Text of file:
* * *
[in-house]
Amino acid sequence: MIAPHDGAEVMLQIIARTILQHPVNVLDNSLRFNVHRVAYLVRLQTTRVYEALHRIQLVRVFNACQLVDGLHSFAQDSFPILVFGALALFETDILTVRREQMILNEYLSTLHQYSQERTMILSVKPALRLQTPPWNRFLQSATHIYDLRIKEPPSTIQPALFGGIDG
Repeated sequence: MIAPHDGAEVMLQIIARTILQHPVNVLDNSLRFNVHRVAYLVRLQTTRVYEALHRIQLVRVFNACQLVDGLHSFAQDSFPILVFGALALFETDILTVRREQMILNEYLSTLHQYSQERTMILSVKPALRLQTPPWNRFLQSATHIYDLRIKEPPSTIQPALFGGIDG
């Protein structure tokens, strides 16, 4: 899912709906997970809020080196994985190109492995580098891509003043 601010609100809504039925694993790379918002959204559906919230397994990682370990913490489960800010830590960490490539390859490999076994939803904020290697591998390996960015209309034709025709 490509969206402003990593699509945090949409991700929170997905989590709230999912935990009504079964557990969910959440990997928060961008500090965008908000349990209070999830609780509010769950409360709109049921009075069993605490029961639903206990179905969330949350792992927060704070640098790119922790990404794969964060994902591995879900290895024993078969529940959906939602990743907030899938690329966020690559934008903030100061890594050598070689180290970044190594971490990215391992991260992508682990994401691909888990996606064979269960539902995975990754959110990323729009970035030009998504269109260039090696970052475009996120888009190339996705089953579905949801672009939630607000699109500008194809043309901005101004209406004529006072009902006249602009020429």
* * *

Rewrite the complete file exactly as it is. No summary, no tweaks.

[in-house]
Amino acid sequence: MIAPHDGAEVMLQIIARTILQHPVNVLDNSLRFNVHRVAYLVRLQTTRVYEALHRIQLVRVFNACQLVDGLHSFAQDSFPILVFGALALFETDILTVRREQMILNEYLSTLHQYSQERTMILSVKPALRLQTPPWNRFLQSATHIYDLRIKEPPSTIQPALFGGIDG
Repeated sequence: MIAPHDGAEVMLQIIARTILQHPVNVLDNSLRFNVHRVAYLVRLQTTRVYEALHRIQLVRVFNACQLVDGLHSFAQDSFPILVFGALALFETDILTVRREQMILNEYLSTLHQYSQERTMILSVKPALRLQTPPWNRFLQSATHIYDLRIKEPPSTIQPALFGGIDG
């Protein structure tokens, strides 16, 4: 899912709906997970809020080196994985190109492995580098891509003043 601010609100809504039925694993790379918002959204559906919230397994990682370990913490489960800010830590960490490539390859490999076994939803904020290697591998390996960015209309034709025709 490509969206402003990593699509945090949409991700929170997905989590709230999912935990009504079964557990969910959440990997928060961008500090965008908000349990209070999830609780509010769950409360709109049921009075069993605490029961639903206990179905969330949350792992927060704070640098790119922790990404794969964060994902591995879900290895024993078969529940959906939602990743907030899938690329966020690559934008903030100061890594050598070689180290970044190594971490990215391992991260992508682990994401691909888990996606064979269960539902995975990754959110990323729009970035030009998504269109260039090696970052475009996120888009190339996705089953579905949801672009939630607000699109500008194809043309901005101004209406004529006072009902006249602009020429």